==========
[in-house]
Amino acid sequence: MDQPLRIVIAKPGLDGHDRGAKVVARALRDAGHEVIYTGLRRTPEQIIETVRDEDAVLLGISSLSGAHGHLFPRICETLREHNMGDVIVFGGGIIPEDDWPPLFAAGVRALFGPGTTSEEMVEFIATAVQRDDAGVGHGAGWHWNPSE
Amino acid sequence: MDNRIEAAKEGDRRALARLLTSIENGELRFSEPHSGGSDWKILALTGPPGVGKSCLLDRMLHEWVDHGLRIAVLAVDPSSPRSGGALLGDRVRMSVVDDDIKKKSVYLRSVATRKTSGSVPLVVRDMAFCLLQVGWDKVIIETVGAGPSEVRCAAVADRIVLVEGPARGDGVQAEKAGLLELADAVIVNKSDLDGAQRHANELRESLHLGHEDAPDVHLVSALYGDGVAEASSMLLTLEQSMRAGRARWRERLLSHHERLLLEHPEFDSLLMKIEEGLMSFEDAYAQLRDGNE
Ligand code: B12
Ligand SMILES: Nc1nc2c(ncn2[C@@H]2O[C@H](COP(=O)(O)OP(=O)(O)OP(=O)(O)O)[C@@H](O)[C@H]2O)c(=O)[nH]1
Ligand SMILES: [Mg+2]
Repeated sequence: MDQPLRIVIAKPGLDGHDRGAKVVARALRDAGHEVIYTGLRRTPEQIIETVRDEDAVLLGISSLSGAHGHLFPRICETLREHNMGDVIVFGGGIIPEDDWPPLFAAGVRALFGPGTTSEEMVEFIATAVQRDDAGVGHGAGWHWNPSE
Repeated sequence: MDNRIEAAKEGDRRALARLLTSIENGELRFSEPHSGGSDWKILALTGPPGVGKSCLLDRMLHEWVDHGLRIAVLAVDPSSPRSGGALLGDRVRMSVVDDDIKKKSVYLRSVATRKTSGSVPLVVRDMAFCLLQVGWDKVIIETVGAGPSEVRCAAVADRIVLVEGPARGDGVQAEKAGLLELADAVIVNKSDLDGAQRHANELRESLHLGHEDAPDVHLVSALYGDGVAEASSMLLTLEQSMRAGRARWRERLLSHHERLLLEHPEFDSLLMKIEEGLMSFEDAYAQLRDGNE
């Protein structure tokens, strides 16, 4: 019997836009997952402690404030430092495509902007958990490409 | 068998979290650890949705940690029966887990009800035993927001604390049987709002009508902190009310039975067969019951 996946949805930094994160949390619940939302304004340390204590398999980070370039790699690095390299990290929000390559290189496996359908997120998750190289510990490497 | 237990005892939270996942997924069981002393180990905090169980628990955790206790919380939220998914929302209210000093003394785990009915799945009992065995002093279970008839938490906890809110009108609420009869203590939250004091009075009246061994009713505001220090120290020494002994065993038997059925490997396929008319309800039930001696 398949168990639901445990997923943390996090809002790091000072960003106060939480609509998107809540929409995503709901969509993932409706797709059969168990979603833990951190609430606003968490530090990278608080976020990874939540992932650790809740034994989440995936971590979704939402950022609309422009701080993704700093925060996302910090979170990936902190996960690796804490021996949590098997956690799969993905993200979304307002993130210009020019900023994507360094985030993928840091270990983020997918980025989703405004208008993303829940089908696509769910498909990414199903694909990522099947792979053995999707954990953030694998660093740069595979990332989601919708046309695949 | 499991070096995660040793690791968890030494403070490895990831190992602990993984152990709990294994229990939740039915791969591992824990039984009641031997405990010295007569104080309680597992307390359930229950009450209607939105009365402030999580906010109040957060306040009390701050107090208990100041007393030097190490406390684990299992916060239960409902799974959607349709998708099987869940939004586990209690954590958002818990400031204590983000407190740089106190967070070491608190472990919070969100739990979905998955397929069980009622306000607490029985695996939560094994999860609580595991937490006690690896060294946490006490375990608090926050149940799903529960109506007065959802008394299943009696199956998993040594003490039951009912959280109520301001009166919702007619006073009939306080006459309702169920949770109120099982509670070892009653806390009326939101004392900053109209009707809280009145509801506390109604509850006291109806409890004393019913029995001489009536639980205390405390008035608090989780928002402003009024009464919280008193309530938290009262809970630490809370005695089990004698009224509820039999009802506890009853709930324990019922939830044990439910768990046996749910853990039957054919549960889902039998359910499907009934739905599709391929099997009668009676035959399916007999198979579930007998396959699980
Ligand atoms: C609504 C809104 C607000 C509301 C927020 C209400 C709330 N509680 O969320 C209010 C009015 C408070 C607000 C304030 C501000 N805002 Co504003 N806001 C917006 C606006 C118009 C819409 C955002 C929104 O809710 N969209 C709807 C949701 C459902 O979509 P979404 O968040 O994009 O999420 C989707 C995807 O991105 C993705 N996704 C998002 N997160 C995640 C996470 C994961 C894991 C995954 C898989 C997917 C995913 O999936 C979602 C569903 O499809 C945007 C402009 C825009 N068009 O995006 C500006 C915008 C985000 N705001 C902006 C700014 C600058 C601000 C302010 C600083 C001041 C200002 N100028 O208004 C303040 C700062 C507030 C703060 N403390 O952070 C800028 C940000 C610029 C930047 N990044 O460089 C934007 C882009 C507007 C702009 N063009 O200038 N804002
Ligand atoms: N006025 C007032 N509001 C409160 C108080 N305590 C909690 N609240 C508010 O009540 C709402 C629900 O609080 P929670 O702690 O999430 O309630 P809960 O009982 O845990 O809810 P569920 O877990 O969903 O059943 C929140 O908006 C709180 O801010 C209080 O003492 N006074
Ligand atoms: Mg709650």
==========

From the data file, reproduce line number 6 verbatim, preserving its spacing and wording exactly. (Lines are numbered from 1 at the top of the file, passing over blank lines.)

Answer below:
Ligand SMILES: [Mg+2]